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Revision as of 16:37, 29 January 2012 by Eiji-kun (talk | contribs) (Message has been up long enough. Now go participate in Black March, I am!)
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The Dungeons and Dragons Wiki is dedicated to all things Dungeons and Dragons. Here you will find general information on the various editions, campaign settings, and sourcebooks that make the game we love what it is as well as a vibrant author-centric homebrew community. Anyone can jump in and add to existing canon material or create their own homebrew pages with easy-to-use preloads that automatically format and categorize pages.

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 Community Favorite

Tome of Prowess

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In the multiverse that D&D represents, people can begin their life as serfs and, through trials and challenges, end up as legendary heroes capable of amazing feats that rival the gods themselves. Or at least this is what D&D would like you to think, given the weight the designers placed on skill points and skills themselves. In reality though, the skill totals required to do amazing things are only acquired up in the epic levels, and by that point, spellcasters have been doing all of your fancy skill tricks for many levels and your neat trick just isn’t relevant. You’ve probably been doing it yourself with magic items and don’t even know or care that you can do it with that skill you’ve brought up with you.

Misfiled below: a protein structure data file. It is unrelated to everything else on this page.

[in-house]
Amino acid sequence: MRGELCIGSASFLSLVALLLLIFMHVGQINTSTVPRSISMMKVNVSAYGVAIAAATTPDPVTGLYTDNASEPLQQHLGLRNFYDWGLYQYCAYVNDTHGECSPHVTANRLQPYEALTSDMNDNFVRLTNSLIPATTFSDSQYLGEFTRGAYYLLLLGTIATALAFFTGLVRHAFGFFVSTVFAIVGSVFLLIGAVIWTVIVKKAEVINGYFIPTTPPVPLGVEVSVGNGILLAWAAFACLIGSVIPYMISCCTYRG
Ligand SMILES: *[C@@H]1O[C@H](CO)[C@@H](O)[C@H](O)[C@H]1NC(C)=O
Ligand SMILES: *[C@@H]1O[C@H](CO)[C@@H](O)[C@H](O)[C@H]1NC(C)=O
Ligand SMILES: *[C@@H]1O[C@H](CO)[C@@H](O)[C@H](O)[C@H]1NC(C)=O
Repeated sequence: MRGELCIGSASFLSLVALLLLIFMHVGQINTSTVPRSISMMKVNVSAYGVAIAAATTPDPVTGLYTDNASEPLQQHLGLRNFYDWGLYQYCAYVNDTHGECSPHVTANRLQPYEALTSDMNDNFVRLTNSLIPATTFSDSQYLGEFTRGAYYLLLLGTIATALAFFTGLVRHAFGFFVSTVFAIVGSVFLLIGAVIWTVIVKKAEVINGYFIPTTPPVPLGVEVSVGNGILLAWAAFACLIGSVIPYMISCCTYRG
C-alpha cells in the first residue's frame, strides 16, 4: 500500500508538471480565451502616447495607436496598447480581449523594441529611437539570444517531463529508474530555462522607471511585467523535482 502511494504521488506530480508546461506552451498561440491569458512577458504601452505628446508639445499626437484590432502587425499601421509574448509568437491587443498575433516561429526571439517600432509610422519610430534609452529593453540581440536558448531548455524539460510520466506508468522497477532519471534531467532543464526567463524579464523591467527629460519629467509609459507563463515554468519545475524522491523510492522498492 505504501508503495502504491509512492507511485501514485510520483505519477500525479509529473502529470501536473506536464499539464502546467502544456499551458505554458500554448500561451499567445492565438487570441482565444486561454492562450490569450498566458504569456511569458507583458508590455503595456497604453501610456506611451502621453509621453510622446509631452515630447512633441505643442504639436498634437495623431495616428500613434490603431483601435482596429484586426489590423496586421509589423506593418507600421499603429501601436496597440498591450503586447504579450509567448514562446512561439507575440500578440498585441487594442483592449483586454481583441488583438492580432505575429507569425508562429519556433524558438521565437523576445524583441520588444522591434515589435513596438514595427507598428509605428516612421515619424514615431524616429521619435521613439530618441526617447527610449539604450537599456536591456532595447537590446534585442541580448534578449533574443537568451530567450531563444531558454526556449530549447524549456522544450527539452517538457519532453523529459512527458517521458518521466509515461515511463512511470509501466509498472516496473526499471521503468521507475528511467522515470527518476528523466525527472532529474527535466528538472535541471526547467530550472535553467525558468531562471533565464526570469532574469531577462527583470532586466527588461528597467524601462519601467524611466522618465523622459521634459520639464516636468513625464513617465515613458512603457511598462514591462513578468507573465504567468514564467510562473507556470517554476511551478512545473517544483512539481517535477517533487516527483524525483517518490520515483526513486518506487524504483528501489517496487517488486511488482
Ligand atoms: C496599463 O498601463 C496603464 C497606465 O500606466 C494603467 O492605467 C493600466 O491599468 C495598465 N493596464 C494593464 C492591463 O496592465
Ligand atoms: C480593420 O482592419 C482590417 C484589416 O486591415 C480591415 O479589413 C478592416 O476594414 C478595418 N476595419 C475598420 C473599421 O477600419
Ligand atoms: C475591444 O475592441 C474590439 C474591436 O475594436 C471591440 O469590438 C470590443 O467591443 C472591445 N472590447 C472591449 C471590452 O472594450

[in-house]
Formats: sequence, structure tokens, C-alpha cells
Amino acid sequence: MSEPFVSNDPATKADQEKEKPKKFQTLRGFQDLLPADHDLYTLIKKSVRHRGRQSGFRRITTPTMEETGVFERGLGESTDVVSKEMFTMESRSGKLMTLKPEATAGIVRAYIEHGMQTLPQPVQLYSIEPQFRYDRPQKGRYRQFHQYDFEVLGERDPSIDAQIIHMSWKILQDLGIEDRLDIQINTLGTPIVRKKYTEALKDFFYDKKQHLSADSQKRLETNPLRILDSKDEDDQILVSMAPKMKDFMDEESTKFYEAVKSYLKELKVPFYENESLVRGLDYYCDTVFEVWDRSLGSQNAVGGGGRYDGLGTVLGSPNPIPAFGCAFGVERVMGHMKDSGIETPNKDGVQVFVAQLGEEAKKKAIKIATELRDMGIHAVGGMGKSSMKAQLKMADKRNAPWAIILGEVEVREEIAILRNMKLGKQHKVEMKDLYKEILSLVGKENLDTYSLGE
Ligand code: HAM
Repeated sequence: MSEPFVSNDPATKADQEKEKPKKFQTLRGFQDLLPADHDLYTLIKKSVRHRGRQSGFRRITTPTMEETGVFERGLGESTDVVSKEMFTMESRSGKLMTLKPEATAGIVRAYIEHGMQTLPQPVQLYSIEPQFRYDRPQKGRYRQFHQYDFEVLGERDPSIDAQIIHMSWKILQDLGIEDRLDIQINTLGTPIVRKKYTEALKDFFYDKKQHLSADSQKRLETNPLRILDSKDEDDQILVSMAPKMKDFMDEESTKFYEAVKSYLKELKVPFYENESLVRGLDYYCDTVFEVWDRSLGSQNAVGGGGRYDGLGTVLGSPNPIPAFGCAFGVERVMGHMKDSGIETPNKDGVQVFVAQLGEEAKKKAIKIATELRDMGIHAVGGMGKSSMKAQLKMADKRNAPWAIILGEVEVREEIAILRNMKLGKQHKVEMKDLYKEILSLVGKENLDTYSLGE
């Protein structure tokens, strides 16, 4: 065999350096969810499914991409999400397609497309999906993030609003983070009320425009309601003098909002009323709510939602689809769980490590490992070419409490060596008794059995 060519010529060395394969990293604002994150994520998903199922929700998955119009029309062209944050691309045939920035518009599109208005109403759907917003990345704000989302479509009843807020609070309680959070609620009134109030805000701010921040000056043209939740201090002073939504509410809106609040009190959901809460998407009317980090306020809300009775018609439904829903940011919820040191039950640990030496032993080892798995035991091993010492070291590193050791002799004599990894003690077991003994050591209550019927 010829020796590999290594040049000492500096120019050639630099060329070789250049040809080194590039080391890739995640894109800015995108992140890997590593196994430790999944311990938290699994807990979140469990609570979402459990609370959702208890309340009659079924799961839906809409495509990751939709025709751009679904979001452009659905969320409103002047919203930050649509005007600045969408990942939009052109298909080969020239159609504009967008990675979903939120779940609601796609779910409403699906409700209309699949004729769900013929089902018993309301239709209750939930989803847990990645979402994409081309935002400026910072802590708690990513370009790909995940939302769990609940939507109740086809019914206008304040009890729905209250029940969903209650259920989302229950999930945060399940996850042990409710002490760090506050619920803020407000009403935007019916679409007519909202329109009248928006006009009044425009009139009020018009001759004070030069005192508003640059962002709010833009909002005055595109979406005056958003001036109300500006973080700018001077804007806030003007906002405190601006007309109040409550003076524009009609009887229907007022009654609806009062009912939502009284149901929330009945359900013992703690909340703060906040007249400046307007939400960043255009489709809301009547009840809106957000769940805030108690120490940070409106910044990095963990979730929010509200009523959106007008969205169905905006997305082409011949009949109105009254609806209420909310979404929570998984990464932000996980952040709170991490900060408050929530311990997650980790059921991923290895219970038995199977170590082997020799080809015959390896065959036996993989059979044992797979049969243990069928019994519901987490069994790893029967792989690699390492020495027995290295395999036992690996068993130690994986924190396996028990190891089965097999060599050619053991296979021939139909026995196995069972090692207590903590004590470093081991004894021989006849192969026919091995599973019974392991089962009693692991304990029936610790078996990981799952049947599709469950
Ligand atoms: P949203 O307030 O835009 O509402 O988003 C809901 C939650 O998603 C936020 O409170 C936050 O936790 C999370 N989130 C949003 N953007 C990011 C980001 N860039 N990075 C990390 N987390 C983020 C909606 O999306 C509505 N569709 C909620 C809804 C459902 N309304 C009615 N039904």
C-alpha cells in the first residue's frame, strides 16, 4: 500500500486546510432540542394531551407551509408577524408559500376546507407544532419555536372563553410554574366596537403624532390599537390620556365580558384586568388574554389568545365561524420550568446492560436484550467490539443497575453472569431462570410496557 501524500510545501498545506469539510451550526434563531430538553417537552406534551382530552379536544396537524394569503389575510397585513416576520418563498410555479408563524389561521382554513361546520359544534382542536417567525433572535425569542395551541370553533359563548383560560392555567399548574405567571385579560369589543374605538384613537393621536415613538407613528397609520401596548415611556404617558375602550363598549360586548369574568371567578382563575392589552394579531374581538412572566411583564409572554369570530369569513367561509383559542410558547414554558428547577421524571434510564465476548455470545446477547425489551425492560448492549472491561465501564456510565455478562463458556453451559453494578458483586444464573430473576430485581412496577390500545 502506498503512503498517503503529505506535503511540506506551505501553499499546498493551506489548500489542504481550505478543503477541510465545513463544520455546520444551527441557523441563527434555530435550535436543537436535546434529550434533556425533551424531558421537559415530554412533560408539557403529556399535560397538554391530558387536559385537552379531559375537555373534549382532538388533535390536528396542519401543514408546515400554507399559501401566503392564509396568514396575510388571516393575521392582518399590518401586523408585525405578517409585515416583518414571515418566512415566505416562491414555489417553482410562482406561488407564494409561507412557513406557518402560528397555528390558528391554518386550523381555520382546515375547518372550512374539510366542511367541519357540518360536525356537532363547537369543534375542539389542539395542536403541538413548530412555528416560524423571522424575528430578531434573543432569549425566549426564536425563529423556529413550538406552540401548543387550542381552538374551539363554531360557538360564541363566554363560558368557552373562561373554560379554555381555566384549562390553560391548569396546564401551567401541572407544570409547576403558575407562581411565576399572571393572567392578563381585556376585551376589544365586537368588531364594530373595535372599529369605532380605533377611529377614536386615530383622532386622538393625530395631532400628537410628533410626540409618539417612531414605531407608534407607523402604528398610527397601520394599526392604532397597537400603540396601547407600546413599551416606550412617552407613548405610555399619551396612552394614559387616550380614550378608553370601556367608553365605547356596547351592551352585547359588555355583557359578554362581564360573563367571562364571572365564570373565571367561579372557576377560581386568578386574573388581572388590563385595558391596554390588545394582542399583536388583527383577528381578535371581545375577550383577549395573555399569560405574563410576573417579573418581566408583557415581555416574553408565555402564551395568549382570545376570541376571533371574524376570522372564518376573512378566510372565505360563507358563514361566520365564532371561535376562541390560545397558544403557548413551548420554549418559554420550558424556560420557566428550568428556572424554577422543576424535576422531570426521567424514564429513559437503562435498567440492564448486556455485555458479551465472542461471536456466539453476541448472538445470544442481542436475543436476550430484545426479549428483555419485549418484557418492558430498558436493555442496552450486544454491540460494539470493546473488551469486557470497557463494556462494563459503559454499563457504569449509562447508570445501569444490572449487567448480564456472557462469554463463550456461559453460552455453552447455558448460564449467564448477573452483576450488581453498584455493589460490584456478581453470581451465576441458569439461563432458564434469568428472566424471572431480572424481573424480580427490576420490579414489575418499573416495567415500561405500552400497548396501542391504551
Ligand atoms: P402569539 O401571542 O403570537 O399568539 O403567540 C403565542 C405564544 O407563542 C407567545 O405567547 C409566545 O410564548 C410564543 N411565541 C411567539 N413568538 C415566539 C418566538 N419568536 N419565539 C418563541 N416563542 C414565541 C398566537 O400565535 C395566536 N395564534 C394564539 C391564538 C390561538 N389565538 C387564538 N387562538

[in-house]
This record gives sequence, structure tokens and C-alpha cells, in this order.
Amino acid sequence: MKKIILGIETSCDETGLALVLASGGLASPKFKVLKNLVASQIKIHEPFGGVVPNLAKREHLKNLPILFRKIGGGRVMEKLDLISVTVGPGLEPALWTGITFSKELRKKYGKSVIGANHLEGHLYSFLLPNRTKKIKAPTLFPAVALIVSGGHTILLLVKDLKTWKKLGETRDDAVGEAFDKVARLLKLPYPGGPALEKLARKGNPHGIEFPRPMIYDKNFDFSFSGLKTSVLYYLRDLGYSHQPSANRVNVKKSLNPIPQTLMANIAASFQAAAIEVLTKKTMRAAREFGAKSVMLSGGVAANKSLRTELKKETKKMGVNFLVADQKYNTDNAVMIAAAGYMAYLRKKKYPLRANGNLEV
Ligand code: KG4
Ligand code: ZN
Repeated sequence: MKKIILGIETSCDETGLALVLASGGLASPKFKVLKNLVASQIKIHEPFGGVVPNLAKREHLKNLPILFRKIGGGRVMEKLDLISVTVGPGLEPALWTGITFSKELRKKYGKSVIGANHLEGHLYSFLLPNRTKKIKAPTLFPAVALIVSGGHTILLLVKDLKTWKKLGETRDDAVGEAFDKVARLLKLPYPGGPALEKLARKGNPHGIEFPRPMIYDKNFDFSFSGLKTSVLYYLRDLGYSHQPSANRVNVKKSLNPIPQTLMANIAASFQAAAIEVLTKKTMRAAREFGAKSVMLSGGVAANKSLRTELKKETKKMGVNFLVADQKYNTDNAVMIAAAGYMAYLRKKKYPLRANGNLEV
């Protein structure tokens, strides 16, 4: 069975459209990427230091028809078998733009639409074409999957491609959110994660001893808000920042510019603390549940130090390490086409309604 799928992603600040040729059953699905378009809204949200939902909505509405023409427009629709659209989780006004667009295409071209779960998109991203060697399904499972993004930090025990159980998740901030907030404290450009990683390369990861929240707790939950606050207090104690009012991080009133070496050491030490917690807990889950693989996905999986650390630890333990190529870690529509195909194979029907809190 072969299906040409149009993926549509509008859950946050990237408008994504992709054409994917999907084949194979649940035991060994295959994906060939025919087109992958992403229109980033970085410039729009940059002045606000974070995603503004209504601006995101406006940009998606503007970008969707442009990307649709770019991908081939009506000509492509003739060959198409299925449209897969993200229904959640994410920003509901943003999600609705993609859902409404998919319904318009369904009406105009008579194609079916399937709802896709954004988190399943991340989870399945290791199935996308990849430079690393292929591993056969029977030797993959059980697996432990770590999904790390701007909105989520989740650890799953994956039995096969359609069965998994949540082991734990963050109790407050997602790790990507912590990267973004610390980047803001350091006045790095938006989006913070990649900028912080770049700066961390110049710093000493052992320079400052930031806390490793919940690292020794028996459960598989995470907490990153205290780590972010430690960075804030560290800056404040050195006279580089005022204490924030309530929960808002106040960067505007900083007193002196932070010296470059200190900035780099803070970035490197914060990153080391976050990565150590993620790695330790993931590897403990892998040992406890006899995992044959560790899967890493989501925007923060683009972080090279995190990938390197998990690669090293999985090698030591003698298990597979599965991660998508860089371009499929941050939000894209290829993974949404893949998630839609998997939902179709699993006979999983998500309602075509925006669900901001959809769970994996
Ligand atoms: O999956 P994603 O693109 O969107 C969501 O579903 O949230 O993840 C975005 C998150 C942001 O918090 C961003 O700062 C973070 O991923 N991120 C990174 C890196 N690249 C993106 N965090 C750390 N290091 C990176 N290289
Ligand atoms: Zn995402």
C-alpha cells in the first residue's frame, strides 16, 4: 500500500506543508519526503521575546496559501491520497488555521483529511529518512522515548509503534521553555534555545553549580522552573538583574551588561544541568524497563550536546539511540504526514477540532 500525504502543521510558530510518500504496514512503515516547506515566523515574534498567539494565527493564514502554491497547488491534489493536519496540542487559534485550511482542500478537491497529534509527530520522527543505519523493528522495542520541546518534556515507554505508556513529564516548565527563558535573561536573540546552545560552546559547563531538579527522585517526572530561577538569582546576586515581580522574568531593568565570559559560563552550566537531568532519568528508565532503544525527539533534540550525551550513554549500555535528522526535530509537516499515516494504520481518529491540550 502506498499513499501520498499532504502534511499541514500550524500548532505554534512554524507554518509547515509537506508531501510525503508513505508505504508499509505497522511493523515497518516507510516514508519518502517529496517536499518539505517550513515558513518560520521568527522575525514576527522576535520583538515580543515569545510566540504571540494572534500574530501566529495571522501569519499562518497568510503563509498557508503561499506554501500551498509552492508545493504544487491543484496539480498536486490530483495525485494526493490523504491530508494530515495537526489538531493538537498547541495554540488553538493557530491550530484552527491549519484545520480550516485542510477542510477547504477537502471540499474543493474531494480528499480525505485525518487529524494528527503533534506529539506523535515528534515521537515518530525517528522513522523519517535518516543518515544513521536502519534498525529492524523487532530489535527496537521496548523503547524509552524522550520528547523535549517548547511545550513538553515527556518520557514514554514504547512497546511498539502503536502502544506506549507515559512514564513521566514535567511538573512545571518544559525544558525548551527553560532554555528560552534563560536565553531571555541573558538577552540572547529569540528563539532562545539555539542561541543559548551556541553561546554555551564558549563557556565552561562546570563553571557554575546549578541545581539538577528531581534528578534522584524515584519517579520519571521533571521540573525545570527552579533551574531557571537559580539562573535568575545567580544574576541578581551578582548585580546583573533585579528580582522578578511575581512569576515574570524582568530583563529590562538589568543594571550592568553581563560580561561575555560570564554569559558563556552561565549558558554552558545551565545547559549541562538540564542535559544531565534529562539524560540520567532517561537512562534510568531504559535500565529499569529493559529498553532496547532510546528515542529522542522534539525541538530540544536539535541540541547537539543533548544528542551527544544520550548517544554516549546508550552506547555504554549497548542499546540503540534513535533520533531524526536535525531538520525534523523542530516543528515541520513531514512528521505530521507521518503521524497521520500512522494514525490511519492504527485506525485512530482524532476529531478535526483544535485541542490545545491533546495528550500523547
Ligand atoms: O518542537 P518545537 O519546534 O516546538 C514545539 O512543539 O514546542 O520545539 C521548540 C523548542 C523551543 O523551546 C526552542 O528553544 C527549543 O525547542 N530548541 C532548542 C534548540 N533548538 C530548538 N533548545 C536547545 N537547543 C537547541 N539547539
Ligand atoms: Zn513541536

This supplement for the 3.5 D&D game presents skills to correct that, but it does so by sacrificing the simplicity (and with it the irrelevance) of skills at mid and high levels. There’s a lot more abilities for each skill to keep track of with this modification. But if you're okay with the added complexity, you'll find a lot of additional options and flexibility for the non-spellcasting classes that really need it.

Read the full text at: Tome of Prowess (3.5e Sourcebook)

Facts about Tome of Prowess

(All Community Favorite Articles)